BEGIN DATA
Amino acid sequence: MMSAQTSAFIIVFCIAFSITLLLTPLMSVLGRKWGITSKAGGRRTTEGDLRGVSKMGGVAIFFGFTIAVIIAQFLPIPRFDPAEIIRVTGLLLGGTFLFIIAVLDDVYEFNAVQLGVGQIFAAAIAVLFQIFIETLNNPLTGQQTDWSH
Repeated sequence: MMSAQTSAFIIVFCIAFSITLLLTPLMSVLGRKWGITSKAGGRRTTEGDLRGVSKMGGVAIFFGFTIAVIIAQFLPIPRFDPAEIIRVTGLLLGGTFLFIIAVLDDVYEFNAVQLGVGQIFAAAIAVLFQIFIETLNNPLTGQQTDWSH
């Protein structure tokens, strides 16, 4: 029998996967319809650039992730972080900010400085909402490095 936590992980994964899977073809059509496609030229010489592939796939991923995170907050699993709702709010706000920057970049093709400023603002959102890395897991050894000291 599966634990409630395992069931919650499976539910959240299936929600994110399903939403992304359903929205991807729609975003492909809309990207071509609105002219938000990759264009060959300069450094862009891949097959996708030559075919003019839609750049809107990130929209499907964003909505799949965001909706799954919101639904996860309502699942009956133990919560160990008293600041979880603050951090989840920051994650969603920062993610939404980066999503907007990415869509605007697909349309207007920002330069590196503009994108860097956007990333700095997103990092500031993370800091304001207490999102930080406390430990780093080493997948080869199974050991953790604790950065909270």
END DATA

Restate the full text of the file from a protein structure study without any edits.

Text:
Amino acid sequence: MMSAQTSAFIIVFCIAFSITLLLTPLMSVLGRKWGITSKAGGRRTTEGDLRGVSKMGGVAIFFGFTIAVIIAQFLPIPRFDPAEIIRVTGLLLGGTFLFIIAVLDDVYEFNAVQLGVGQIFAAAIAVLFQIFIETLNNPLTGQQTDWSH
Repeated sequence: MMSAQTSAFIIVFCIAFSITLLLTPLMSVLGRKWGITSKAGGRRTTEGDLRGVSKMGGVAIFFGFTIAVIIAQFLPIPRFDPAEIIRVTGLLLGGTFLFIIAVLDDVYEFNAVQLGVGQIFAAAIAVLFQIFIETLNNPLTGQQTDWSH
């Protein structure tokens, strides 16, 4: 029998996967319809650039992730972080900010400085909402490095 936590992980994964899977073809059509496609030229010489592939796939991923995170907050699993709702709010706000920057970049093709400023603002959102890395897991050894000291 599966634990409630395992069931919650499976539910959240299936929600994110399903939403992304359903929205991807729609975003492909809309990207071509609105002219938000990759264009060959300069450094862009891949097959996708030559075919003019839609750049809107990130929209499907964003909505799949965001909706799954919101639904996860309502699942009956133990919560160990008293600041979880603050951090989840920051994650969603920062993610939404980066999503907007990415869509605007697909349309207007920002330069590196503009994108860097956007990333700095997103990092500031993370800091304001207490999102930080406390430990780093080493997948080869199974050991953790604790950065909270």